I went with Kevin's recommendation to use Joe Gibbs BR1, which is a 15W-50 break in oil from the start. After a few hundred miles I switched to Joe Gibbs HR1, also a 15W-50 oil.
I spent quite a bit of time today reading up on oil viscosity. Bobistheoilguy has a "viscosity 101" through 201 and this explains viscosity vs. oil flow rate in generic terms. All xW-50 oils will have the same viscosity at operating temperature. My oil pump is going to flow oil at a rate increasing (approximately) linear with RPM until the pressure exceeds the bypass valve setting. After that point it will flow at a constant rate.
My engine oil should operate at about 210 degrees F. A race motor putting out max power will operate substantially higher, around 300 degrees, thus requiring a higher viscosity number to survive.
Melling doesn't advertise what the pump bypass pressure is, but I have had a mechanical gauge on this engine for initial startup and found this to be 80psi. Using a 50 weight oil, 80psi pressure will be exceeded at relatively low RPM.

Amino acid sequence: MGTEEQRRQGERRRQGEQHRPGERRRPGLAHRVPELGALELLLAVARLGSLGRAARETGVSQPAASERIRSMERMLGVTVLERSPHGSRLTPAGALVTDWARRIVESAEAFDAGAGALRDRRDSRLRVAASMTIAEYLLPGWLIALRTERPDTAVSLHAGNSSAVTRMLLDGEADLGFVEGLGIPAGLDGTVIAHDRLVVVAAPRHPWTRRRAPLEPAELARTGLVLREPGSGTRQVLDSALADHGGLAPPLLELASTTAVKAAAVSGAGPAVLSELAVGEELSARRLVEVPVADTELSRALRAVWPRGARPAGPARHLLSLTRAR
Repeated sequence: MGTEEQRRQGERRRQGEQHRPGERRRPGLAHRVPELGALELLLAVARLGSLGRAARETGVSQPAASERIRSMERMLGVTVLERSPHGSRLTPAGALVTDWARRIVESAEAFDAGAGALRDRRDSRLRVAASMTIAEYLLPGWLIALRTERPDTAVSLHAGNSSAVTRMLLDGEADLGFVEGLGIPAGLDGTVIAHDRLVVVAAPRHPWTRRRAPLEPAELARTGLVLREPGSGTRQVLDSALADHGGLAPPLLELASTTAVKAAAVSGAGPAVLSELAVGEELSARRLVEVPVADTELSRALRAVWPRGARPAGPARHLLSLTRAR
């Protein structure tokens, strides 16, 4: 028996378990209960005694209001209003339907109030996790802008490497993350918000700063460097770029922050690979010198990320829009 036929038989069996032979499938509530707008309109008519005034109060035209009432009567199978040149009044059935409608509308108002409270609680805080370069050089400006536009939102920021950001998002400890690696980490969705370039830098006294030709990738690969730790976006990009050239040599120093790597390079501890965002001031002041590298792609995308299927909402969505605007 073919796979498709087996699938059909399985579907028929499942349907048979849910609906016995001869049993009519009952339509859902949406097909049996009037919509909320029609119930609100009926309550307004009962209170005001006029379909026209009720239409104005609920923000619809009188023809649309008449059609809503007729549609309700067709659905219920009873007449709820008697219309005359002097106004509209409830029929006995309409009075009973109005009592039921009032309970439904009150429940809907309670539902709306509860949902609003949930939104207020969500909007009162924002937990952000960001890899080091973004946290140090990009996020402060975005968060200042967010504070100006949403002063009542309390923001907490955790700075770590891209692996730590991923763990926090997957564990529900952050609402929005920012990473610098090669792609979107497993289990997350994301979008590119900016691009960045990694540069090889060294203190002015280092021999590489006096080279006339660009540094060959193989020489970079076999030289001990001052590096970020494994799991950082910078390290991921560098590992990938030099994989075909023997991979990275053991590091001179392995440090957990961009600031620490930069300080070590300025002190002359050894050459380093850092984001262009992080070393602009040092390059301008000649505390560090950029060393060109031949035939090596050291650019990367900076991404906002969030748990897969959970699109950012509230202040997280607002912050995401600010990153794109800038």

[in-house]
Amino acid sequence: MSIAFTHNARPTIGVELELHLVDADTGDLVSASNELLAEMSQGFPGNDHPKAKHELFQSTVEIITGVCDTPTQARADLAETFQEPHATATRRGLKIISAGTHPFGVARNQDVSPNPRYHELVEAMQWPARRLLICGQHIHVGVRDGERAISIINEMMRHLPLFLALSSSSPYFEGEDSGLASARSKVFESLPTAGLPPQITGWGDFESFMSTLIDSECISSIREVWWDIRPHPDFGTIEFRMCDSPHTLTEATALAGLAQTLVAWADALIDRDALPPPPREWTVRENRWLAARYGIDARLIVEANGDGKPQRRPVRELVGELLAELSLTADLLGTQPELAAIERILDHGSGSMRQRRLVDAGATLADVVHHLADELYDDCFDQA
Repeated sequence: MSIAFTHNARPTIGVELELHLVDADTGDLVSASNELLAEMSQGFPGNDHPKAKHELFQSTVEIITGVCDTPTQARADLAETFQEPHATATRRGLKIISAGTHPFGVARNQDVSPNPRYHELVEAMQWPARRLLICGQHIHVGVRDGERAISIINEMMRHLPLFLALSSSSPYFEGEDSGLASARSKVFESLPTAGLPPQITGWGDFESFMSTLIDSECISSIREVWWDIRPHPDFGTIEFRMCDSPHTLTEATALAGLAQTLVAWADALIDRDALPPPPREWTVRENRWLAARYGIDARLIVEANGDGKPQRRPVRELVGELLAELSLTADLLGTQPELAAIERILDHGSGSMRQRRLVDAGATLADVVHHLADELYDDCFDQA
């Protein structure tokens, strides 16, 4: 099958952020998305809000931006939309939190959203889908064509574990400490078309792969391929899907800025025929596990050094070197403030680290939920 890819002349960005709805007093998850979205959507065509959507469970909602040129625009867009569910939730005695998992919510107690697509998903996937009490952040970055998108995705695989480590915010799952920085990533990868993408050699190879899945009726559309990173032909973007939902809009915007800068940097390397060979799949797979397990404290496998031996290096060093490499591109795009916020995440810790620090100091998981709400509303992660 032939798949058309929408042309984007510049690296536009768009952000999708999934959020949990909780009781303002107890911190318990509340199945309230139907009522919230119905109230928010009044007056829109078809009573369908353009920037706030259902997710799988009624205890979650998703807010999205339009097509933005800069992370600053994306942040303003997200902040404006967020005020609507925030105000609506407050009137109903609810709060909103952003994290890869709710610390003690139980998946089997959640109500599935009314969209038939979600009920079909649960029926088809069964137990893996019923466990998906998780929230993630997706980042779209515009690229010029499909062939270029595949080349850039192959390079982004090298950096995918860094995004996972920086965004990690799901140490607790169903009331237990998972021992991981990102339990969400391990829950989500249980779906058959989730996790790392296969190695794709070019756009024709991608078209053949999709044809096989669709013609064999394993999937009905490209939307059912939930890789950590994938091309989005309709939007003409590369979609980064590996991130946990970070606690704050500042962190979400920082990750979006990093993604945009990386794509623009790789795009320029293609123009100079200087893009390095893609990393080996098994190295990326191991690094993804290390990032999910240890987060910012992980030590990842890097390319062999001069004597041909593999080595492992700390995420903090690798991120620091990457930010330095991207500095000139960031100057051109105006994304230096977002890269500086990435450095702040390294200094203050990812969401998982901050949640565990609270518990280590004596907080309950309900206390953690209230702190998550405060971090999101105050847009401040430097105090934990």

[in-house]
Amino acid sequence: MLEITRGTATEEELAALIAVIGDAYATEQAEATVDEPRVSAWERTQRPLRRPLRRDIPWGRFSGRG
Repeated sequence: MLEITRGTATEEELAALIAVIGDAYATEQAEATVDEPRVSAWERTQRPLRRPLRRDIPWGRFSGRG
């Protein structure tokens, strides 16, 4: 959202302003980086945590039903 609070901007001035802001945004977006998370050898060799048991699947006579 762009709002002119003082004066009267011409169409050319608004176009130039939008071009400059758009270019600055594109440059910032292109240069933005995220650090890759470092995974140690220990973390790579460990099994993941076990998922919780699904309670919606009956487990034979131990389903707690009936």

Bob has some interesting charts in this article here: http://www.bobistheoilguy.com/motor-oil-109/
Bob's charts for 30 and 40 weight oil and a high volume pump suggests that 80 psi is reached with a 50 weight oil at less than 1500 RPM. After that, there will be no increase in flow. Oil flow rate is what lubricates plain bearings, so the bearings aren't being lubricated any better at 5500 RPM than at 1500 RPM.
From this I could take a (poorly) educated guess, that a 30 weight oil or possibly lower is going to maximize oil flow volume for my street motor that at 3500 RPM and will rarely see higher engine speeds.
Bob recommends experimenting with lower viscosity oils step-wise. For my application, that means switching from 50 to 40 weight.
Based on this I don't see a problem at all going to a conventional 10W-40 oil, approved by Howards for their lifters, and using a mechanical gauge to verify oil pressures and then possibly going a step further to 30 weight.